NEW BRUNSWICK, N.J. — The first class of farmers in the Rutgers Beginner Farmer Training Program (RU Ready to Farm), which was launched in 2021 with a USDA-NIFA grant, reached an exciting milestone this summer when participants began harvesting and distributing weekly consumer supported agriculture (CSA) farm shares to customers. CSA supports New Jersey farmers and provides customers with fresh, nutrient-rich and locally grown products.
The program’s mission is to grow and empower new farmers. Through lectures, farm tours and hands-on lessons in specific skills with a team of agricultural experts, RU Ready to Farm guides beginner farmers step-by-step through the stages of planning for and operating a successful farm.
In just one year, these beginner farmers have translated that education into the successful management of a communal plot of land for their CSA business. These first shares included garlic scapes, lettuce, arugula, scallions, turnips, kohlrabi, slicing cucumbers, pickling cucumbers, zucchini, carrots, flowers and two different varieties of kale.
Breaking into the agriculture business can be daunting, but RU Ready to Farm provides beginner farmers with an extensive network of experts and successful farmers who can give both advice and assistance. After graduating from this program, the first class of beginner farmers will work with incoming cohorts.
“I am amazed by the energy and passion displayed by the two groups of over 80 beginner farmer students in the past two years,” said Bill Hlubik, county agent and county extension department head, RCE of Middlesex County, who directs the program. “There is a bonding and sense of community evolving within our groups that provides the core energy to drive program success. It is truly an uplifting experience to see students transform their classroom and farm visit knowledge into their first successful CSA.”
“We are very fortunate to have an excellent program coordinator, Brendon Pearsall, and two outstanding recent Rutgers graduates Kaitlin Quinn and Trevor Styles assisting with the program,” added Hlubik. “We also have an outstanding videographer and photographer, Linnea Eberly, who has been documenting the progress of the program and producing outstanding video training modules.”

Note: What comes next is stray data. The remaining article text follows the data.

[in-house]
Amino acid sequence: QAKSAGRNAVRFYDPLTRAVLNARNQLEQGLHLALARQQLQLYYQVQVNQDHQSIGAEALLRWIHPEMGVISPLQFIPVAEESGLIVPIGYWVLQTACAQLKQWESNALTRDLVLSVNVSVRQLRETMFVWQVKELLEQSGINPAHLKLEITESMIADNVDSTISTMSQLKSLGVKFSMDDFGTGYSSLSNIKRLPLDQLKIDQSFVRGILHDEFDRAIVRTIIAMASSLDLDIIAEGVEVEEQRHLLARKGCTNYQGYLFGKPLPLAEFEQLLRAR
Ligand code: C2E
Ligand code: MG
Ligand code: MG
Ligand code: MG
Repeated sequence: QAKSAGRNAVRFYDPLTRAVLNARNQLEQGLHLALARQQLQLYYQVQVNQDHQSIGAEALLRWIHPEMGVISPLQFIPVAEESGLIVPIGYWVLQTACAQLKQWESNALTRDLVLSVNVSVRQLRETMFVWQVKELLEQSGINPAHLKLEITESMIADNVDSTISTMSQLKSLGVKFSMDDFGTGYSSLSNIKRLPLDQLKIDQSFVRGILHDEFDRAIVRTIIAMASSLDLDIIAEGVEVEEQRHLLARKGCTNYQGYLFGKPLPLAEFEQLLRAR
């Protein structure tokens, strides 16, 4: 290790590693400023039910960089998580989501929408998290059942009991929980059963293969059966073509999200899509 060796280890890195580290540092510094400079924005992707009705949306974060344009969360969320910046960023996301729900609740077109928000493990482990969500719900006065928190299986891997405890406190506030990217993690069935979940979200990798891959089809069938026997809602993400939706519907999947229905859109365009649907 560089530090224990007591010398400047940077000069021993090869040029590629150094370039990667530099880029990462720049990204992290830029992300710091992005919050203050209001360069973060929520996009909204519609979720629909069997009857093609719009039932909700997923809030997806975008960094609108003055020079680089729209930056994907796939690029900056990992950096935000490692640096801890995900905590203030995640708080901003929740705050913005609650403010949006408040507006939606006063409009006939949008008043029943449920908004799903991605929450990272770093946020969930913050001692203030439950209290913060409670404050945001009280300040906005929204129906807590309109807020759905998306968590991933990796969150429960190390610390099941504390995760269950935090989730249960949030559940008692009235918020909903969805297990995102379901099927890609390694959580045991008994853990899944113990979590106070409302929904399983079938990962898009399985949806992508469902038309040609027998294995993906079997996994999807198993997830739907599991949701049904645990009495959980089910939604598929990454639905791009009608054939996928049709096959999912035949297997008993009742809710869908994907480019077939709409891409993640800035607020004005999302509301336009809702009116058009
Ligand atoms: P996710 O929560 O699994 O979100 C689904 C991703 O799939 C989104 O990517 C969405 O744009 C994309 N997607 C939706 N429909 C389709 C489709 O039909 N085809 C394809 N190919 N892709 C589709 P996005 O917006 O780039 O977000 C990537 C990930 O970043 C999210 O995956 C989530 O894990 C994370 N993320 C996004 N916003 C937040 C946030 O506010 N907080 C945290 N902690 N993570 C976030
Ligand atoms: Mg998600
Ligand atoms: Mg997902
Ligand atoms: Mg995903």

Feedback from this inaugural cohort of the RU Ready to Farm program has been overwhelmingly positive.
“I’ve learned more with this hands-on experience and this environment than I did working on the farms that I was working on. It’s been an incredible experience so far.” ~Alex, RU Ready to Farm participant.
“The feedback was great. Everyone had nice feedback. It’s just nice to be able to send something out to people knowing that you picked that, you put your time and effort into it, and it shows.” ~Dan, RU Ready to Farm participant
“We researched [the program] and it checked every box that we were looking for. To learn how to run a business, how to write a business plan, and where to get started. We don’t have any farmers in our family, it’s just something we wanted to get into but didn’t really know how, and this was a great entry place.” ~Lisa, RU Ready to Farm participant.
“Out of everything we’ve done on the farm, harvesting has been the most fun, and delivering it to our customers has been rewarding. Getting to actually see the fruits of your labor, literally, and sharing that with people who invested in us, who had faith in us to produce something, and to pull through and be able to provide that to them was really rewarding.” ~Lisa, RU Ready to Farm participant.
For those interested in agriculture and looking to dive into their next career, visit the Beginner Farmer Training Program website for more information.